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Score

Janáček’s piano sonata evokes an outrage poetically

On June 13, in Rockport, pianist Charlie Albright plays a program including Leos Janácek’s sonata “1.X.1905.” On Oct. 1, 1905, Czech-speaking residents of Brno — then part of the Austro-Hungarian empire — took to the streets, demanding a Czech university in the city; Brno’s German-speaking residents, wary of Czech power, staged a counter-protest. Troops were sent in; on the steps of the Besední dum (today the home of the Brno Philharmonic), František Pavlík, a 20-year-old worker, was bayoneted to death. Janácek (inset) composed his tribute soon after; the piece was premiered in 1906.

Brno finally received its university in 1919: Masaryk University — which awarded its first honorary doctorate to Janácek. It was also, in the 1930s, the academic home of the influential linguist Roman Jakobson. When Nazi Germany annexed Czechoslovakia in 1938, Jakobson escaped to America and a long career teaching at Harvard and MIT.

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One of Jakobson’s most influential linguistic concepts was his idea of poetics. Any message combines, to varying degrees, six linguistic qualities; the poetic is the part of the message most concerned with the message itself, its patterns, its pure phonological sensuality, its aesthetics. For Jakobson, the main vehicle of poetic content was repetition: “[A]ny noticeable reiteration of the same grammatical concept becomes an effective poetic device.” Cataloging such reiterations would reveal “striking symmetries and antisymmetries, balanced structures, efficient accumulation of equivalent forms and salient contrast.”

Given that it, too, makes expressive use of repetition, symmetry, and balance, music was soon examined through Jakobson’s lens. Paradigmatic analysis, as it came to be called, was proposed in the 1960s by linguist and musicologist Nicolas Ruwet, who wished to critique the normative, it’s-always-been-done-this-way assumptions of traditional music theory. Janácek’s music, with its distinctive short motives and repetitive rhetoric, proves ideal for paradigmatic analysis. To hear “Smrt” (“death”), the second movement of “1.X.1905,” its main motive saturating every phrase, is to get some sense of Jakobson’s poetics: the accumulation of repetitive force, the expansion and contraction of the distance between motivic iterations, shifts from near-repetitions to exact repetitions pushing the structure inevitably forward.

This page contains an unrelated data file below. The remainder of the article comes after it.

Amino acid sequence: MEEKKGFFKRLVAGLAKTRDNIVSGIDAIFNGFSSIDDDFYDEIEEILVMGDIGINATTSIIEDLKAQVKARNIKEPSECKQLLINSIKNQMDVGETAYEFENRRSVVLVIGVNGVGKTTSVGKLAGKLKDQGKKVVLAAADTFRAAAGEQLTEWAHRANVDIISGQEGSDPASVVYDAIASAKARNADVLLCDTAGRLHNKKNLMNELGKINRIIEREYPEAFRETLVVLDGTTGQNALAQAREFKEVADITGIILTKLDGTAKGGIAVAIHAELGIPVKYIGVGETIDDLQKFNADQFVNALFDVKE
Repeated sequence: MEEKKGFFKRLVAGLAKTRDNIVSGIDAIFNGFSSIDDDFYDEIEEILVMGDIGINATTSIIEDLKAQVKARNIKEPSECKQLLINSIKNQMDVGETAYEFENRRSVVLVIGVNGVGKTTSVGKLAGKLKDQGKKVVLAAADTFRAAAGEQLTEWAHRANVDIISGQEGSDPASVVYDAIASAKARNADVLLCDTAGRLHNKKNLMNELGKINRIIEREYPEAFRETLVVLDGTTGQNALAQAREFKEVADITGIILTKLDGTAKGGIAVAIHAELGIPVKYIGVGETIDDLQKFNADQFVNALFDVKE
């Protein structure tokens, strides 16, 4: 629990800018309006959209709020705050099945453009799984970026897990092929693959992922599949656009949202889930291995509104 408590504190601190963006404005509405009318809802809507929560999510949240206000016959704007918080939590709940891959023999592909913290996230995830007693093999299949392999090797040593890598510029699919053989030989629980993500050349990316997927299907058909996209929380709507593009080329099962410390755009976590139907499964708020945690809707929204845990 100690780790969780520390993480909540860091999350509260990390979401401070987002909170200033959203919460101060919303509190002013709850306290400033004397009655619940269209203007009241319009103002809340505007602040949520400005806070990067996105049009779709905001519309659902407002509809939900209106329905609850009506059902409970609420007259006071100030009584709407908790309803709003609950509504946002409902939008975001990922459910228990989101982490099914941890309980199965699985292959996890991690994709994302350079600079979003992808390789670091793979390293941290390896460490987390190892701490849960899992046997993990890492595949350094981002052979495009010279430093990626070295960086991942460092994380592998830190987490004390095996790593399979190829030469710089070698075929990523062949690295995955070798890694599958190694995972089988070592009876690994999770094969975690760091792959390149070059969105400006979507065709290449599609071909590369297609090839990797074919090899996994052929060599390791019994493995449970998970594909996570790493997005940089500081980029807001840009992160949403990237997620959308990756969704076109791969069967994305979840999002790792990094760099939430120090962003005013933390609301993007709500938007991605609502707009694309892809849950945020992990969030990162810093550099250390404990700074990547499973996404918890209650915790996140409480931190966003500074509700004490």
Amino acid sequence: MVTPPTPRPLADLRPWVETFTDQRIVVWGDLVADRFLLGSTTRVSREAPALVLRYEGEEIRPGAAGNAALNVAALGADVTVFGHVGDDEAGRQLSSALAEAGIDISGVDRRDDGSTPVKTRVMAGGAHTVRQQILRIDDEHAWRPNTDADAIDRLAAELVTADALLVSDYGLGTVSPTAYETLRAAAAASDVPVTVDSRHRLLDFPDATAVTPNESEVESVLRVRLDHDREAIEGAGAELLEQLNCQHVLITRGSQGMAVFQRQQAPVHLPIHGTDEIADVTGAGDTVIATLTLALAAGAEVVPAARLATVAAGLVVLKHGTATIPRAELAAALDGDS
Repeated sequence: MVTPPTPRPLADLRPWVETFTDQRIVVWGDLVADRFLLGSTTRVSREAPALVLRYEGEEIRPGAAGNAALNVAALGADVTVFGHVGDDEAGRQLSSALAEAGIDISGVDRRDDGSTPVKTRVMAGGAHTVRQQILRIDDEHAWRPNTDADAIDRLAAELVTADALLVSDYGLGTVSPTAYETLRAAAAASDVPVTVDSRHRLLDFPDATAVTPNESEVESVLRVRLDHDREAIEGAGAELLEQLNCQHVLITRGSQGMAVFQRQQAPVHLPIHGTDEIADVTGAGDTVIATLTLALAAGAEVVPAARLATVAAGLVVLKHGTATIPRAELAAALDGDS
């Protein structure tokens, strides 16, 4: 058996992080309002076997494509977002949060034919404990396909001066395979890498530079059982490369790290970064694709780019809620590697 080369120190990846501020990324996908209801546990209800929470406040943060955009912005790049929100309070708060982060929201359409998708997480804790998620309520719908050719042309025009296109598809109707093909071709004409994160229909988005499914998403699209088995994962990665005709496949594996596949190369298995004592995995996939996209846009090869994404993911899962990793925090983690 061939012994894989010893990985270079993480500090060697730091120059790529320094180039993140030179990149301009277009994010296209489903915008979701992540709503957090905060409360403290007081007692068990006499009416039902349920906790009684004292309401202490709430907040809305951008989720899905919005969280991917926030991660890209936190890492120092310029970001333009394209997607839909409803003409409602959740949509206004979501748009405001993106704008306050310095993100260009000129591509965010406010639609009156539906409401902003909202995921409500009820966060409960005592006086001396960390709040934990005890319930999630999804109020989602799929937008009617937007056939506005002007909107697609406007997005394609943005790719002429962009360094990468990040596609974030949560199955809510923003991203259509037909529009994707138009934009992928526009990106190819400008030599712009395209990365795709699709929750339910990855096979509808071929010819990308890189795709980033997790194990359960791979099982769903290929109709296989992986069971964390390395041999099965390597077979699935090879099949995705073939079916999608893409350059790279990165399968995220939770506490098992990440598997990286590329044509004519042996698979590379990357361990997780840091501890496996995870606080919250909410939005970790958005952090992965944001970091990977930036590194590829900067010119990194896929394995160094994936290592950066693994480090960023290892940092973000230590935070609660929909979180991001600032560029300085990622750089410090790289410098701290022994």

“1.X.1905” was nearly lost — Janácek threw the manuscript into the Vltava River, but Ludmila Tucková, who played the premiere, saved a copy, later convincing the composer of the music’s worth. Janácek recalled his rash act in decidedly poetic terms: the score “did not want to sink,” he remembered, “the pages bulged and floated on the water like white swans.”

Pianist Charlie Albright performs Friday, June 13 at 8 p.m. at the Shailin Liu Performance Center in Rockport (tickets $31-$52; 978-546-7391; www.rockportmusic.org).

Matthew Guerrieri can be reached at matthewguerrieri@gmail.com.
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